Cape Town-based startup XLAM South Africa has improved consistency, precision, and efficiency by using Autodesk Fusion 360 for its entire process, from 3D modeling to CAM.
XLAM South Africa is a startup cross-laminated timber (CLT or X-LAM) manufacturer based in Cape Town, South Africa. It is the only provider of CLT products throughout Africa. The company’s precisely pre-cut panels are made from sustainable timber and are used widely in commercial and residential buildings. XLAM South Africa uses Fusion 360 to drive its entire workflow from modeling to part design to documentation to manufacturing. Its process includes the production of CAM code to drive the company’s unique robot cutter arm. Fusion 360 has helped the company improve capacity, quality, and consistency in a time of rapid market growth.
XLAM South Africa Created a Market for Sustainable Timber
CLT is a prefabricated timber product that offers an environmentally sustainable alternative to concrete, masonry, and steel for various construction applications.
Each CLT panel consists of three to seven layers of sustainable timber oriented at right angles and glued together. This process creates a structural building material that delivers outstanding strength, stability, and rigidity.
When XLAM South Africa founder and owner Jamie Smily first learned about CLT, his first question was why no one used it in South Africa. Smily began his career in architecture but moved into furniture-making to pursue a career with less office time and more hands-on work.
“After hearing about CLT, I visited the big European factories to learn more about the process and see about bringing it to markets in Africa,” Smily says. “They had other priorities at the time, but they gave me all the advice I needed to get started on my own.”
Smily used this knowledge to establish a small-scale CLT factory in Cape Town. He started with a large vacuum press to create panels for a wide range of commercial and residential construction applications.
“The amazing thing about CLT is that it takes timber that typically has very challenging structural properties due to natural variations in strength, and it gets rid of those issues entirely,” he says. “It’s more homogenous. And it is made from sustainable timber grown just a few hours from here. South Africa so often depends on importing materials, so CLT is an important homegrown resource.”
XLAM South Africa Streamlines Its Workflow with Fusion 360
As the only CLT manufacturer in Africa, XLAM South Africa rapidly grew once residential builders discovered its benefits. Using pre-finished components assembled on-site is more efficient and allows finer control over the process. Eventually, building codes allowed CLT to be used in commercial projects, leading to even more growth for the company.
Strong growth meant that the XLAM South Africa factory needed to run more efficiently to keep up with demand. Because every CLT panel is essentially a custom-built component, Smily’s first thought was to automate design and manufacturing workflows with traditional architectural software.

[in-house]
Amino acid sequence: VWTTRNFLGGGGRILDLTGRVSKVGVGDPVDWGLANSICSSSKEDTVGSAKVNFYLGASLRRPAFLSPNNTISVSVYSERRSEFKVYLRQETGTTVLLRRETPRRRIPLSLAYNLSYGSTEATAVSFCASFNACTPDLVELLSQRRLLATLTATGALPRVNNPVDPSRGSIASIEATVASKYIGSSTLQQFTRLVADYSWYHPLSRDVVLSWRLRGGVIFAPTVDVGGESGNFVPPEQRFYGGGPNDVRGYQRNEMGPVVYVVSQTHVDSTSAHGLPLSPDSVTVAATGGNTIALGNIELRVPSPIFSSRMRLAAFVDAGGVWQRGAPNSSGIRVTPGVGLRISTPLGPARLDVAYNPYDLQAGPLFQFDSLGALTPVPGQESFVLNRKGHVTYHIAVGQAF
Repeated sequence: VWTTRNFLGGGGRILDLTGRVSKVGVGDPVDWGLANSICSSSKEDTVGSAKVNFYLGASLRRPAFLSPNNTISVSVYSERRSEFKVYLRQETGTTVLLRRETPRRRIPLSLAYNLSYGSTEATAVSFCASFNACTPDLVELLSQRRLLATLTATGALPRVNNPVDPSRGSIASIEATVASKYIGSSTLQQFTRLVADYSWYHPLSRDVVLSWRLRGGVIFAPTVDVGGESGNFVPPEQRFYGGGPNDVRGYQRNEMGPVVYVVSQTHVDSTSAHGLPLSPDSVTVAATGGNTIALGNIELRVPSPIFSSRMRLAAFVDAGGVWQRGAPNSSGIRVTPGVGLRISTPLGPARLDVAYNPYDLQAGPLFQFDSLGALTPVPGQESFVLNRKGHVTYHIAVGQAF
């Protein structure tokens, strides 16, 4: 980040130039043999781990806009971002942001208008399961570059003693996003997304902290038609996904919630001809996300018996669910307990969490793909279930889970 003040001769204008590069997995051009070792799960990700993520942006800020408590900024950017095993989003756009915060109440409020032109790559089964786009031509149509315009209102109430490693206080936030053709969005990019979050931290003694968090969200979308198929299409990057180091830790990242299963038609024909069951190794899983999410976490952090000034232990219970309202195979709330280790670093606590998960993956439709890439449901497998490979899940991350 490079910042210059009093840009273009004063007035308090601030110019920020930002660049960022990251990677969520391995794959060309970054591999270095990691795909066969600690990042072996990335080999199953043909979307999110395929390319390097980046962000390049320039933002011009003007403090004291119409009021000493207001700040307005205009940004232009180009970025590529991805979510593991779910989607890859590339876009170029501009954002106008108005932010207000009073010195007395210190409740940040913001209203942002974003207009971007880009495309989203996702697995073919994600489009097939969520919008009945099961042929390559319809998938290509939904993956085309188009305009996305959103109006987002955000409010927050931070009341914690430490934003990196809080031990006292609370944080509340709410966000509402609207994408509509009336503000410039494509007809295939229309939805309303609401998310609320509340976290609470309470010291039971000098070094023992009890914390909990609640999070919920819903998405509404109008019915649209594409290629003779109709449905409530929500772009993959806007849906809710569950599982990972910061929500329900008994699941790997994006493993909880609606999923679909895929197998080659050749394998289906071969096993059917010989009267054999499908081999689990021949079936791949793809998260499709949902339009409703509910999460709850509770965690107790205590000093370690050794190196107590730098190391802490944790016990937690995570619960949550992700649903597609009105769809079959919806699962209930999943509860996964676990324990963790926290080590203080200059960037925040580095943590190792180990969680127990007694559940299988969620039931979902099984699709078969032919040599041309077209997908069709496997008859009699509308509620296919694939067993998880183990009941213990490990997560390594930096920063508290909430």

“A few companies are making CLT add-ons to CAD software, but these packages are made for massive companies and are not affordable for a startup like us,” he says. “But I remembered Fusion 360 from my furniture design days, and it was exactly what we needed.”
XLAM South Africa uses Autodesk Fusion 360 throughout its entire workflow. The process starts with a 3D model of the whole structure based on drawings provided by engineers. From there, Fusion 360 helps Smily split the structure into its constituent parts before the design process begins. Then Smily uses Fusion 360 to create the CAM code and deliver it directly to the industrial robot that cuts the panels.
“It works great,” Smily says. “The machining capabilities are amazing. Normally for these size CLT panels, you would need a large gantry-based CNC machine, but again, those cost millions of dollars and are not in our price range. So we bought an industrial robot, the kind used to do welding in auto manufacturing, put a spindle and saw on the arm, and now we can cut the panels precisely.”
Cutting Out Tedious Steps
XLAM South Africa previously used Fusion 360 when each panel had to be cut by hand with circular saws. But even the most skilled craftspeople can’t provide the same consistency and precision as the robot arm. Fortunately, with some assistance from Autodesk, Fusion 360 could create CAM code that drove the robot arm just like a CNC mill.
“With other software, you still have to export your model to a separate program to generate the G-code that drives the mill,” Smily says. “But with Fusion 360, it’s all integrated. We’re essentially doing all of our work with one package: design, manufacturing, programming, delivering the code, and even creating the documentation.”
As Smily notes, Fusion 360 creates a bill of materials (BOM) for every project that itemizes each panel’s size, weight, and thickness, which helps keep the components organized between the design and manufacturing steps.
From Startup to Market Disruptor
The combination of Fusion 360 and the robot cutter has made a big difference for XLAM South Africa in total capacity and consistency. “We have nearly doubled our output, but the consistency and quality of our panels have improved even more,” Smily says. “You can see how crisp and sharp they are.”
Even more critical, Fusion 360 has given XLAM South Africa the firepower to compete with much larger competitors in a rapidly expanding market for sustainable building products.
“We couldn’t have afforded to make what we make now without Fusion 360,” Smily says. “It has allowed us to compete in a market dominated by huge timber companies that have been around for over a century and are now moving into CLT. We’re a small startup, but we can make the same products as a mega-factory. Fusion 360 plays a big part in that.”